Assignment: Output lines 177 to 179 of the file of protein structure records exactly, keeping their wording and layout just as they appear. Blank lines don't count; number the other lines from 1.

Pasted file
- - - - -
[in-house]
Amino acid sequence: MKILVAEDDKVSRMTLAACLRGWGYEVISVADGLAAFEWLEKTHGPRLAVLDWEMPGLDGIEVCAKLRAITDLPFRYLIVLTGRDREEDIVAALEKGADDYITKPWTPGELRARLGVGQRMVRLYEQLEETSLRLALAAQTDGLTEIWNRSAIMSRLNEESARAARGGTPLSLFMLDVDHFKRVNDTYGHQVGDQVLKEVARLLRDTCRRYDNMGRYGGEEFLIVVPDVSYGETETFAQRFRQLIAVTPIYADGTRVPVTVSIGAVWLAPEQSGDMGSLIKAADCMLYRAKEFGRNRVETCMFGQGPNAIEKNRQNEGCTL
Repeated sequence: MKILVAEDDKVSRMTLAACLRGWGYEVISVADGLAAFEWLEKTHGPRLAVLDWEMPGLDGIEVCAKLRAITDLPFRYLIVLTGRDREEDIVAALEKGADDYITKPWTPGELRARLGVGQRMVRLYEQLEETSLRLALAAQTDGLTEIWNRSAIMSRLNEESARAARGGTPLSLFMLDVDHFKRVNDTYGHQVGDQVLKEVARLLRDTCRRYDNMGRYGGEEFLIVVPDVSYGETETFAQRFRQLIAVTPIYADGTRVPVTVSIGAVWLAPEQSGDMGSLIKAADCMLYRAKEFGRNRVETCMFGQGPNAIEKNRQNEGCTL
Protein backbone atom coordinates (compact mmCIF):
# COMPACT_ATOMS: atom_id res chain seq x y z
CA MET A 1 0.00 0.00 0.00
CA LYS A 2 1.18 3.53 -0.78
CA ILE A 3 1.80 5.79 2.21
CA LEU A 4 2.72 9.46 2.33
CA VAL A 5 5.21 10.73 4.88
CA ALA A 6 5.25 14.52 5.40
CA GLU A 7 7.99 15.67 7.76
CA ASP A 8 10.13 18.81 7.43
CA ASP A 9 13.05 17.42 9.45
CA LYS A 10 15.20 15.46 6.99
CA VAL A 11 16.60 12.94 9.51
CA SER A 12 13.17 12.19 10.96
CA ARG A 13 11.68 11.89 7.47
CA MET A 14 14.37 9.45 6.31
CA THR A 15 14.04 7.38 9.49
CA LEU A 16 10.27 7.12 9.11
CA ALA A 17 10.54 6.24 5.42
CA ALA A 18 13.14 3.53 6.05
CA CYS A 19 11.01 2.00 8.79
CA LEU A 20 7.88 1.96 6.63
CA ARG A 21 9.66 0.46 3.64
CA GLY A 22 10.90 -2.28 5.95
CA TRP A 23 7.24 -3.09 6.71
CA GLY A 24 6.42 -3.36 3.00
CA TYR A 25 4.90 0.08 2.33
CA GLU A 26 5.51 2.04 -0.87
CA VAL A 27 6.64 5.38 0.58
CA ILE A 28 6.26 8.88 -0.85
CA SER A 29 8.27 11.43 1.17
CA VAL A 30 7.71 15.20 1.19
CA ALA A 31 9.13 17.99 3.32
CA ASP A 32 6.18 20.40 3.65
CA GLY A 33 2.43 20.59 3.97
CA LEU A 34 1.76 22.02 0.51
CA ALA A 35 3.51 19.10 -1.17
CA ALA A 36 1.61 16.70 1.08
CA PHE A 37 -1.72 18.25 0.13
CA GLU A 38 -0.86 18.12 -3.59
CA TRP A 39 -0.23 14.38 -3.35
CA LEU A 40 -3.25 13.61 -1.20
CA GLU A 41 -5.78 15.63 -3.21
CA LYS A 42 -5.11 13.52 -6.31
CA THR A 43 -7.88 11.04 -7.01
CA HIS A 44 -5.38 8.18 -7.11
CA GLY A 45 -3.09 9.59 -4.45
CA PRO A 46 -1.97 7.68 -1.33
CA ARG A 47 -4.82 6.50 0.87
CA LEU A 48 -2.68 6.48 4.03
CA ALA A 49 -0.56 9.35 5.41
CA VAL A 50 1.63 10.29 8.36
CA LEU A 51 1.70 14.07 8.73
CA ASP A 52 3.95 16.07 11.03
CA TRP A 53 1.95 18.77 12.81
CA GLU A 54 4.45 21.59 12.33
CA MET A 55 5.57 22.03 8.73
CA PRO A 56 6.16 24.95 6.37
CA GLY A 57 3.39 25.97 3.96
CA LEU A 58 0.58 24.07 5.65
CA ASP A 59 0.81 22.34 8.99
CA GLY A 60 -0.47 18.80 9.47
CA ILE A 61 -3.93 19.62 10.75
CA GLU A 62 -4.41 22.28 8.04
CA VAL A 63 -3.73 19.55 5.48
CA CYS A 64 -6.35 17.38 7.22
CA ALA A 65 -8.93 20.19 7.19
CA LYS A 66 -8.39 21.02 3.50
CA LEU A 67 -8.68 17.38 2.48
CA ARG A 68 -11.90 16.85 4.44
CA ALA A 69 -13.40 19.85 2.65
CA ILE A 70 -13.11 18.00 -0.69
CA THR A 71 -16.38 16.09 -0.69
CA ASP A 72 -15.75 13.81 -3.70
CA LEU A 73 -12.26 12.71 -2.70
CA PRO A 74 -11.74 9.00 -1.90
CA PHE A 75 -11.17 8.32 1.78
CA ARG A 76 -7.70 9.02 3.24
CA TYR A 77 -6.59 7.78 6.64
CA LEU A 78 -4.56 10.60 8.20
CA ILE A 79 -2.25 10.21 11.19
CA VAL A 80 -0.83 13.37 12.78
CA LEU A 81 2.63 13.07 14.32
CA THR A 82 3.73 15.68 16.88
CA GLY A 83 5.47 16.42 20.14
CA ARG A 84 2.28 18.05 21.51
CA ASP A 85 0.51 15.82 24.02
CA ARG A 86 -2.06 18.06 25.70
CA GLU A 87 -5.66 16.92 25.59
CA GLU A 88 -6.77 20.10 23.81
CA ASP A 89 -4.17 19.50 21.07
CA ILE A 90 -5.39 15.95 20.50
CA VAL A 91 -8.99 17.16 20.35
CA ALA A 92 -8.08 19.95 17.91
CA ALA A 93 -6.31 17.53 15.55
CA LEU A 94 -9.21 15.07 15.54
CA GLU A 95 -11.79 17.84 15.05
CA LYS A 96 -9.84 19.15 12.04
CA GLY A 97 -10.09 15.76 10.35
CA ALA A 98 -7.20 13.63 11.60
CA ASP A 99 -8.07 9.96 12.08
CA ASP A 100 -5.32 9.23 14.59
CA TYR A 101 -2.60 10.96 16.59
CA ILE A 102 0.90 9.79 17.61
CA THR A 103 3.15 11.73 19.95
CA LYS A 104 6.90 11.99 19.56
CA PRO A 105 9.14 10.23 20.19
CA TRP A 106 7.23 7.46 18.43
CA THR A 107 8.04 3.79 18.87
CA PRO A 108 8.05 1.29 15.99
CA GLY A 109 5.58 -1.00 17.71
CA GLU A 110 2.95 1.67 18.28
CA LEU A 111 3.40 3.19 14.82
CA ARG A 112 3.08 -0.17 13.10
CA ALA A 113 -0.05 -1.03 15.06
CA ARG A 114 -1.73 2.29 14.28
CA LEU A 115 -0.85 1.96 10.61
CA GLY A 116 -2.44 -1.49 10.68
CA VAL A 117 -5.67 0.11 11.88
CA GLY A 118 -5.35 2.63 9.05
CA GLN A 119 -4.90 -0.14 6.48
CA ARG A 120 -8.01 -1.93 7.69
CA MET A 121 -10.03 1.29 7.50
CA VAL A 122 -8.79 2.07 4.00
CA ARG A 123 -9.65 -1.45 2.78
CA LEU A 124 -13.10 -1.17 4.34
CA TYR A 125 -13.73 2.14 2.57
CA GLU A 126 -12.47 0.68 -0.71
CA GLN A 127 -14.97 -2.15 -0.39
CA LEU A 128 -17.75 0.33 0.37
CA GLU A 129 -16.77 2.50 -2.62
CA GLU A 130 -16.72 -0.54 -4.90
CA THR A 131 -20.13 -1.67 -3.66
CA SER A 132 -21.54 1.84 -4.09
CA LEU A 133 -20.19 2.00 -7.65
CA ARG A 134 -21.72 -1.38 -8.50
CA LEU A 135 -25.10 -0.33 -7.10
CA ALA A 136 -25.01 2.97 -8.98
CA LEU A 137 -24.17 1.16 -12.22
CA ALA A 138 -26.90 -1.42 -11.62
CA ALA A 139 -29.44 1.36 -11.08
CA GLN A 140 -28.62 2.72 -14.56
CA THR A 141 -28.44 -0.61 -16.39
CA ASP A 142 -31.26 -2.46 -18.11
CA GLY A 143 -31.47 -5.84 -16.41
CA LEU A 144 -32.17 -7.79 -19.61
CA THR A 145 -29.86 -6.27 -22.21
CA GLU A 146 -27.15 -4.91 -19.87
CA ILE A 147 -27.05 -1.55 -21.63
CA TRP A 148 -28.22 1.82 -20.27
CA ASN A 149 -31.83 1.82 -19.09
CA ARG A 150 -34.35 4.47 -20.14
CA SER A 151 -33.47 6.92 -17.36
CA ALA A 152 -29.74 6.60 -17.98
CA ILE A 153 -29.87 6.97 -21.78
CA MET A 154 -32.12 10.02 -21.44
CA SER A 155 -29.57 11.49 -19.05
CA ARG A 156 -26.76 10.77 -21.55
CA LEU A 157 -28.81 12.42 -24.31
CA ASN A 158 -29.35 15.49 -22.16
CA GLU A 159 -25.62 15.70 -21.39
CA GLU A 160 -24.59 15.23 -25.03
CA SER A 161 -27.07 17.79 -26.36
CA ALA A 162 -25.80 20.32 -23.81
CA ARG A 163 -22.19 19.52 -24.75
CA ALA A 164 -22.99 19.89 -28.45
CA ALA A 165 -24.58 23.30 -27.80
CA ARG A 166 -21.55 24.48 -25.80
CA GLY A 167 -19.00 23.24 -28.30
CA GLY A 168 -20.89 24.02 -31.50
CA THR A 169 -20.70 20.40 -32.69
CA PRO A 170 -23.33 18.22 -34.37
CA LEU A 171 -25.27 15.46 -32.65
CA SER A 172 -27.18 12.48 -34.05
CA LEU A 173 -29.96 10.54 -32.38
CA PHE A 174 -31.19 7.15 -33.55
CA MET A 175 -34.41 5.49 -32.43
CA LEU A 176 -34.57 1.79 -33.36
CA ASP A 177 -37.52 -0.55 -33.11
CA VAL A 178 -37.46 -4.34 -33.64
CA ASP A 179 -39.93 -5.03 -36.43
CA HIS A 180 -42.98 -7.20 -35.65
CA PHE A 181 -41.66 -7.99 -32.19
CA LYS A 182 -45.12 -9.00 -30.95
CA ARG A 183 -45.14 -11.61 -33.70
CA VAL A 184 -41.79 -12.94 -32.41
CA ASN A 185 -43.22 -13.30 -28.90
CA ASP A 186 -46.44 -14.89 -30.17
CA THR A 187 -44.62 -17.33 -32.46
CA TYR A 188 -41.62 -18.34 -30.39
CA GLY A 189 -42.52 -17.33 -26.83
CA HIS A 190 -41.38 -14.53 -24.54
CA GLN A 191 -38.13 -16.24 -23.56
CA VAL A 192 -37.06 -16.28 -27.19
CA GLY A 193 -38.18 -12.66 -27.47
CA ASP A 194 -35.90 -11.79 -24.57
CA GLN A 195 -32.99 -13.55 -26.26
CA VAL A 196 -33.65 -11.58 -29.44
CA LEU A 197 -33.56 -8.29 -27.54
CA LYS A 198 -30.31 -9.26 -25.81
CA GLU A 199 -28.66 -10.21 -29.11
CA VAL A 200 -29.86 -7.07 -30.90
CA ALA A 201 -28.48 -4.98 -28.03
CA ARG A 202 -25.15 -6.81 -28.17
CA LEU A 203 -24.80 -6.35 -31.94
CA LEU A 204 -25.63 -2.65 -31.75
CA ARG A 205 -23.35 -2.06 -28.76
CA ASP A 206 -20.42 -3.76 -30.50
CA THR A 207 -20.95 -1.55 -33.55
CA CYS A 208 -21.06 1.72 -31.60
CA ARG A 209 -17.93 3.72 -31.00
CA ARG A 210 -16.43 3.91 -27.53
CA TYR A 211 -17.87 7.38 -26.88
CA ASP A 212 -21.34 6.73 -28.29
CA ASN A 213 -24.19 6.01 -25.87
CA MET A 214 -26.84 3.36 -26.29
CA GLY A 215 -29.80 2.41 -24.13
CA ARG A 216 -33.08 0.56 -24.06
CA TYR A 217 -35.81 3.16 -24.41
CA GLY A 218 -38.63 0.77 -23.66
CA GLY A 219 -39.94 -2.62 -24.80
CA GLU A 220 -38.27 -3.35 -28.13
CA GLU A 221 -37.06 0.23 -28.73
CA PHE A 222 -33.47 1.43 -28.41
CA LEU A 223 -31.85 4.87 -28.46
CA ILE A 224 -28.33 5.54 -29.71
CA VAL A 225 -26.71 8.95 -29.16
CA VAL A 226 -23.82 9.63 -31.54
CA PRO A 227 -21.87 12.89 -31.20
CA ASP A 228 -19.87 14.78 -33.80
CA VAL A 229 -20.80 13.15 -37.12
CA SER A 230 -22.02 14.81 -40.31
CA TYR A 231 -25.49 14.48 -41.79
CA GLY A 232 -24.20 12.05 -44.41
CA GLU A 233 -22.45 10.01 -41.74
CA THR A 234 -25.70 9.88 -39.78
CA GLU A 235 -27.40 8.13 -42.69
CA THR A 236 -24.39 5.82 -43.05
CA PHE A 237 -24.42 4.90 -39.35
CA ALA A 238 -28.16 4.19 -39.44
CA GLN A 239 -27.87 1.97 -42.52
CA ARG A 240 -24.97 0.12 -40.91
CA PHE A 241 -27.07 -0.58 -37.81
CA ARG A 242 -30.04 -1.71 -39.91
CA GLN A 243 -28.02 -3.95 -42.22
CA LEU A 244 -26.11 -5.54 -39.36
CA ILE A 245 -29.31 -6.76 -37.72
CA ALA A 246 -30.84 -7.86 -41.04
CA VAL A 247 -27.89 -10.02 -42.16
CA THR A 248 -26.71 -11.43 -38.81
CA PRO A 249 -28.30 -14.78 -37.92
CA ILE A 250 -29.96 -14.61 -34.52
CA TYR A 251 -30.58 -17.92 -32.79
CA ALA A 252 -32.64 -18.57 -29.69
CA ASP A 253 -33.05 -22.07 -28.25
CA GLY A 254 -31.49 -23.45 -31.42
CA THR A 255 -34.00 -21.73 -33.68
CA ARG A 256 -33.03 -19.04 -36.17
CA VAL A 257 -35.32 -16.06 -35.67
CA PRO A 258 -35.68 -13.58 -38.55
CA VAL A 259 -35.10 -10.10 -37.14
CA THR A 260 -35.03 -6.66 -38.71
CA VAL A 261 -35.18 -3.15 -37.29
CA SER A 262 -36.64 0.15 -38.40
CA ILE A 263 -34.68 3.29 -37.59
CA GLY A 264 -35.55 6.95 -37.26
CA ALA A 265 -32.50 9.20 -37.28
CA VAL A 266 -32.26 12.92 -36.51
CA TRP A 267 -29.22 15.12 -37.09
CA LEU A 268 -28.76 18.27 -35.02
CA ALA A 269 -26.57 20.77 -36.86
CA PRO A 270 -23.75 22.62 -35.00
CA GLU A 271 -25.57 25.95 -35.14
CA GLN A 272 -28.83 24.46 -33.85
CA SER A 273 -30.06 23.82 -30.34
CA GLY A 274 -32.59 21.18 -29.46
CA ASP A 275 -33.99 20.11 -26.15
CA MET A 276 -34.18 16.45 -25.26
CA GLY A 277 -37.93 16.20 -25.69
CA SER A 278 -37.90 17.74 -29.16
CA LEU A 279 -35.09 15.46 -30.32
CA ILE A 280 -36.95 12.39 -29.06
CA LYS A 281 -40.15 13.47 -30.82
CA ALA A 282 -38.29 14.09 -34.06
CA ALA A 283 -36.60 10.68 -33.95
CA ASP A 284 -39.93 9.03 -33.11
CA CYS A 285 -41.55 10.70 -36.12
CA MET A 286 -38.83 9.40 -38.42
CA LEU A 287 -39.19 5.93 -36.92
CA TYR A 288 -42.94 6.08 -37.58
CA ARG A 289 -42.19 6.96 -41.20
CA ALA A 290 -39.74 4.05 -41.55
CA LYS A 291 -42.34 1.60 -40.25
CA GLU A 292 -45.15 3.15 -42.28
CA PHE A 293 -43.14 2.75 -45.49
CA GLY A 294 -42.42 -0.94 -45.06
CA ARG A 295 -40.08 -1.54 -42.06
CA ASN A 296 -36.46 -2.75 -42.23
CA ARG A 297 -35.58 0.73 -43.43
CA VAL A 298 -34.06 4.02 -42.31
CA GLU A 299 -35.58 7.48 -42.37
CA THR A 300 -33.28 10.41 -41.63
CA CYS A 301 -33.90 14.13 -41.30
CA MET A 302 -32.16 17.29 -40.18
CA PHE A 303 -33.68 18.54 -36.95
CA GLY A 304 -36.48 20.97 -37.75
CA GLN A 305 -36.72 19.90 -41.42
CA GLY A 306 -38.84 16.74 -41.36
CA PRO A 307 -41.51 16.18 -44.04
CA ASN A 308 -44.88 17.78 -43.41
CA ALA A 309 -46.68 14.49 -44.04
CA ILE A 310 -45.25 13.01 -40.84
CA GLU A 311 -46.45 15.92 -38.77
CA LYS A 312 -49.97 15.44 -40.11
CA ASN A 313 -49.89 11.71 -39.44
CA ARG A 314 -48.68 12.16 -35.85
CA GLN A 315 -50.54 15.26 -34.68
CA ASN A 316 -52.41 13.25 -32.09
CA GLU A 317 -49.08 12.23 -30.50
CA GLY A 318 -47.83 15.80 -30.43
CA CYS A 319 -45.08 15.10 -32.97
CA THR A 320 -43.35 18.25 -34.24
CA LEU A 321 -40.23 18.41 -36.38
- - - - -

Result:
CA SER A 172 -27.18 12.48 -34.05
CA LEU A 173 -29.96 10.54 -32.38
CA PHE A 174 -31.19 7.15 -33.55